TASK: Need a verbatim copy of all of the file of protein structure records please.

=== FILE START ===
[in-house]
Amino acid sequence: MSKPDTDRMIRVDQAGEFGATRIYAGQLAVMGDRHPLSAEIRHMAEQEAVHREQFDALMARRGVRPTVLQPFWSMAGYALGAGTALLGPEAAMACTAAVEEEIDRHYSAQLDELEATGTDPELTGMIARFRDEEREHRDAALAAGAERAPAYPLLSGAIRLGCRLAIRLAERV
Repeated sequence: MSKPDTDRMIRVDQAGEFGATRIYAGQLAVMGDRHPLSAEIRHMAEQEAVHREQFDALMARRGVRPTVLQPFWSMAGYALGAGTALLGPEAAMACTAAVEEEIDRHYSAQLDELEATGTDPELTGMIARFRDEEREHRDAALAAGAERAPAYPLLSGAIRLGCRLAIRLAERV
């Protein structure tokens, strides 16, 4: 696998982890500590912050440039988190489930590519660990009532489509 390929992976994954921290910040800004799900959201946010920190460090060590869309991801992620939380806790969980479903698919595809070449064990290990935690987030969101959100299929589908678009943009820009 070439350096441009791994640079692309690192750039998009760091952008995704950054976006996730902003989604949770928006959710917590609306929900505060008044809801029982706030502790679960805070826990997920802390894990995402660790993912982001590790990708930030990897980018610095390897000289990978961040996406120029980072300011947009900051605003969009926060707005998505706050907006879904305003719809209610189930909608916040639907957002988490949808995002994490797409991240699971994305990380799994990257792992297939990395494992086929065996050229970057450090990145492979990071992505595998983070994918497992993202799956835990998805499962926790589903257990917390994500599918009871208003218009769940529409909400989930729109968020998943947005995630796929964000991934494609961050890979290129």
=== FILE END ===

[in-house]
Amino acid sequence: MSKPDTDRMIRVDQAGEFGATRIYAGQLAVMGDRHPLSAEIRHMAEQEAVHREQFDALMARRGVRPTVLQPFWSMAGYALGAGTALLGPEAAMACTAAVEEEIDRHYSAQLDELEATGTDPELTGMIARFRDEEREHRDAALAAGAERAPAYPLLSGAIRLGCRLAIRLAERV
Repeated sequence: MSKPDTDRMIRVDQAGEFGATRIYAGQLAVMGDRHPLSAEIRHMAEQEAVHREQFDALMARRGVRPTVLQPFWSMAGYALGAGTALLGPEAAMACTAAVEEEIDRHYSAQLDELEATGTDPELTGMIARFRDEEREHRDAALAAGAERAPAYPLLSGAIRLGCRLAIRLAERV
């Protein structure tokens, strides 16, 4: 696998982890500590912050440039988190489930590519660990009532489509 390929992976994954921290910040800004799900959201946010920190460090060590869309991801992620939380806790969980479903698919595809070449064990290990935690987030969101959100299929589908678009943009820009 070439350096441009791994640079692309690192750039998009760091952008995704950054976006996730902003989604949770928006959710917590609306929900505060008044809801029982706030502790679960805070826990997920802390894990995402660790993912982001590790990708930030990897980018610095390897000289990978961040996406120029980072300011947009900051605003969009926060707005998505706050907006879904305003719809209610189930909608916040639907957002988490949808995002994490797409991240699971994305990380799994990257792992297939990395494992086929065996050229970057450090990145492979990071992505595998983070994918497992993202799956835990998805499962926790589903257990917390994500599918009871208003218009769940529409909400989930729109968020998943947005995630796929964000991934494609961050890979290129």